this occur on this line when I try get the address of my subclass
procedure(OwnerDrawButtonProc):

mainWindowProc = (WNDPROC) SetWindowLong(handle, GWL_WNDPROC, (LONG)
OwnerDrawButtonProc);

Any help is welcome

And

Thanks for your reply Puppet_Sock

 
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Scott McPhillips [MVP]
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      09-17-2007
"Neviton" <(E-Mail Removed)> wrote in message
news:(E-Mail Removed) ups.com...
>
> Any help is welcome


You are attempting to reinvent the wheel. Microsoft provides at least 3 C++
libraries that solve this problem. (ATL, WTL, MFC).

 
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Puppet_Sock
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      09-17-2007
On Sep 17, 12:07 pm, Neviton <(E-Mail Removed)> wrote:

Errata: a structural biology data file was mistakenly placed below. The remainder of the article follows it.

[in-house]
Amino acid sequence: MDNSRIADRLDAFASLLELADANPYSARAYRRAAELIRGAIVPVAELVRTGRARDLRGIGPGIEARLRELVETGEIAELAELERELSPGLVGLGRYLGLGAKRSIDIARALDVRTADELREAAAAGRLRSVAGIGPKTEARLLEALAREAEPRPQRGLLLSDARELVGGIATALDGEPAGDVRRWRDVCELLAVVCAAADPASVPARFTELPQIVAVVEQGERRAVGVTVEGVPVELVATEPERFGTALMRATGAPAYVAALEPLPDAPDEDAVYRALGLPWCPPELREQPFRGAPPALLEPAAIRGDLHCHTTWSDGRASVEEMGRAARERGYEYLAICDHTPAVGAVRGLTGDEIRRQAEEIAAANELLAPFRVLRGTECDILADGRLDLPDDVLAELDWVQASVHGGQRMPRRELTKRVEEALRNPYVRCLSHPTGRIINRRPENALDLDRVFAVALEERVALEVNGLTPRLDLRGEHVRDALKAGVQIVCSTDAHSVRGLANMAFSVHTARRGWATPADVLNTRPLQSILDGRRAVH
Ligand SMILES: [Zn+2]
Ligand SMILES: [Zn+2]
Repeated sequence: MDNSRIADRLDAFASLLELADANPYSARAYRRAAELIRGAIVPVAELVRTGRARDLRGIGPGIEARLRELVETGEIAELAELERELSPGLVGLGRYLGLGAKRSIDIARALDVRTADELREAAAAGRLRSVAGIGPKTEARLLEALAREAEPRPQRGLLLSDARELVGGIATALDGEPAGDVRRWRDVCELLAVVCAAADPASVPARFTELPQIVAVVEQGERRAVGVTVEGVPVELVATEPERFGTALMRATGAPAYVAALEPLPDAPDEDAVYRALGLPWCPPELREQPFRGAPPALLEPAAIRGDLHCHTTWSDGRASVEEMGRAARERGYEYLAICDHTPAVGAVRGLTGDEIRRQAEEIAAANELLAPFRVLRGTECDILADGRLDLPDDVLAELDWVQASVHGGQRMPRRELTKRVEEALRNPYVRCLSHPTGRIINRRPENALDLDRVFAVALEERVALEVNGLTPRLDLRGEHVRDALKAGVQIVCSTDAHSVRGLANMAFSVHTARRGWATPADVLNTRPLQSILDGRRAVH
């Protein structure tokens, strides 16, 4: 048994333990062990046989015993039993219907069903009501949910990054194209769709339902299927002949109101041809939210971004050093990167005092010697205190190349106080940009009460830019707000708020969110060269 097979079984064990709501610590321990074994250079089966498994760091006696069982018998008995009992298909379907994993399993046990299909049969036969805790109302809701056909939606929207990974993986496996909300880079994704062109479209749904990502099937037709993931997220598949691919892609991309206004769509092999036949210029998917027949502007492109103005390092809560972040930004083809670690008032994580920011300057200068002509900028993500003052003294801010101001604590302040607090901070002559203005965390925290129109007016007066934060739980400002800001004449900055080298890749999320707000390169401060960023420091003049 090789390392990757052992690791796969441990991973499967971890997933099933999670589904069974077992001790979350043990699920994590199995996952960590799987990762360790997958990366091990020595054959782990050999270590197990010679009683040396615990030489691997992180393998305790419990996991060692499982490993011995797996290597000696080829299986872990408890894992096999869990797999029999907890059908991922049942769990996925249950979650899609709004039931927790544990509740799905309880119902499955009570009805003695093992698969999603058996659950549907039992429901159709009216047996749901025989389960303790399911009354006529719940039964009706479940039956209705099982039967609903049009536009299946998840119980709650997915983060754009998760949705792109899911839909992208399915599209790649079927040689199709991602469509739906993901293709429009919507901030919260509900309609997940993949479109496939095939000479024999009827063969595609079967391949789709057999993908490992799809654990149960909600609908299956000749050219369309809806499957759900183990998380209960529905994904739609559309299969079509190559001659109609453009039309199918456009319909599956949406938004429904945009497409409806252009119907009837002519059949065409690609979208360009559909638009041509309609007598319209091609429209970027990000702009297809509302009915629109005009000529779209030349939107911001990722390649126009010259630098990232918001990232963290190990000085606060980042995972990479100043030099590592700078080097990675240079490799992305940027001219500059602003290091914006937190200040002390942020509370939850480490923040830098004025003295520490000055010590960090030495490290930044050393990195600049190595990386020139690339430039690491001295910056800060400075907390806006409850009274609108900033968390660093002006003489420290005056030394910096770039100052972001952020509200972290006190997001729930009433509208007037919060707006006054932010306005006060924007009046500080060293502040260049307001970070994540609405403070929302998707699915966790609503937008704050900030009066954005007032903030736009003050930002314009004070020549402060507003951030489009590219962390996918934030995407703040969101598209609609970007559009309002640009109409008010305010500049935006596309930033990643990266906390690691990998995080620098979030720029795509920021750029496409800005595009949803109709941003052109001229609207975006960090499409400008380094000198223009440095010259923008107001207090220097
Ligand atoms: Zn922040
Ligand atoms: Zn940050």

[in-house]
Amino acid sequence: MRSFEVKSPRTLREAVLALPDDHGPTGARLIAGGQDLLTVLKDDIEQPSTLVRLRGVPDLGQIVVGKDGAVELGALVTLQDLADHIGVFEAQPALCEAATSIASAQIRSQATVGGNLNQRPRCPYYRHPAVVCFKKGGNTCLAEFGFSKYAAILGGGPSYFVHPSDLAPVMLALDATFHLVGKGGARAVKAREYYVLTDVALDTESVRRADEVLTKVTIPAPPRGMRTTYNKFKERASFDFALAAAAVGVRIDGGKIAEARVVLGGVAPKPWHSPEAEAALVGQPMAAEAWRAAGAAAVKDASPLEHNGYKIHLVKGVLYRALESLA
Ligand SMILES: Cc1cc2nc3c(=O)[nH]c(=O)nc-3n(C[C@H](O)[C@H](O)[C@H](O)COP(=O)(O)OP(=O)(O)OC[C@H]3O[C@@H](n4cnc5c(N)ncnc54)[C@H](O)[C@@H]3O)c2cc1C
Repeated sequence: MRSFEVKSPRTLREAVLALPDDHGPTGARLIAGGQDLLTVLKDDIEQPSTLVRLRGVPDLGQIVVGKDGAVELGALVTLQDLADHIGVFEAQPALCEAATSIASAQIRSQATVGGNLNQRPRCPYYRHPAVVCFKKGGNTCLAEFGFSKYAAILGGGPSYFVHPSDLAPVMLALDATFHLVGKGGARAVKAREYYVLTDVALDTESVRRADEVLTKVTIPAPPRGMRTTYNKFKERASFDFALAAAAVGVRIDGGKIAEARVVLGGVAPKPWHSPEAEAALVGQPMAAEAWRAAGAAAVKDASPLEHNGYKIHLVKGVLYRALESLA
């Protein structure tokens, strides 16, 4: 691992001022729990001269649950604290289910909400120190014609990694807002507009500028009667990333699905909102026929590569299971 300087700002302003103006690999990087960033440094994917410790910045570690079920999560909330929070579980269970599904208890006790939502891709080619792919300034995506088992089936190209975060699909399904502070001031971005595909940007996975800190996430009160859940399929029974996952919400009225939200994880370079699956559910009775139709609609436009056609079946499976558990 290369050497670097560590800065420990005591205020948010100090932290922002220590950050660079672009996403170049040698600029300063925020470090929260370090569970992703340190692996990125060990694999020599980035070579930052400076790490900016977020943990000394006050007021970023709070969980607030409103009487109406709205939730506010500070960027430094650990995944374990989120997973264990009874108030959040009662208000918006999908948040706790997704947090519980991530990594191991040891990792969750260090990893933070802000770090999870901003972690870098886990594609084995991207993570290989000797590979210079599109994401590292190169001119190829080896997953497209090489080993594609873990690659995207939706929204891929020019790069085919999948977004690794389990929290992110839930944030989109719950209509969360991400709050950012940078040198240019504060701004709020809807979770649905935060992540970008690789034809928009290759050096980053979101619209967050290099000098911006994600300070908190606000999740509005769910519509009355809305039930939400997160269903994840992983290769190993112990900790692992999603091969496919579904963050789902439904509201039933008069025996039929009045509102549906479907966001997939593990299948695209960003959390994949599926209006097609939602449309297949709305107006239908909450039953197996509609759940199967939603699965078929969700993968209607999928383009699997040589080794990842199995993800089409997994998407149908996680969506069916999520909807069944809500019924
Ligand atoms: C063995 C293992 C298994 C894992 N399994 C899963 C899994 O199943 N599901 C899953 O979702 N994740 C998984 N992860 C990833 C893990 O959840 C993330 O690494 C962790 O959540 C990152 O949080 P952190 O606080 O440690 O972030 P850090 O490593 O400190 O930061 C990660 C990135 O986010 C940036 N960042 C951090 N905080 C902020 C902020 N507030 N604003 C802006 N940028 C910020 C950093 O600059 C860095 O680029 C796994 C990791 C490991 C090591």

> I tried to change my function to non-static but I get this error:
>
> ...Button.cpp aggregate value used where an integer was expected
>
> this occur on this line when I try get the address of my subclass
> procedure(OwnerDrawButtonProc):
>
> mainWindowProc = (WNDPROC) SetWindowLong(handle, GWL_WNDPROC, (LONG)
> OwnerDrawButtonProc);
>
> Any help is welcome


You have moved into the area of specifics of a libary for
doing window stuff. This is outside of what happens in this
news group as we are only interested in standard C++ language
stuff here. You need to go to a group that is specific to
your compiler and operating system.

It *looks* like Microsoft, but I'm not sure. If it is, you
need a news group with Microsoft or Visual C++ or DOS or
something like that in the name. Go to groups.google.com
and search around for groups that talk about your compiler
and operating system.

Basically, if I'm recalling those things correctly, that
function wants the address of a static function. It tells
the operating system to call that function whenever it
needs to draw the button. It can not be a class non-static
member function. It has to be static. Then you have to
re-read the post I posted before. Then go to that other
news group.
Socks

 
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Neviton
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      09-17-2007
> You have moved into the area of specifics of a libary for
> doing window stuff. This is outside of what happens in this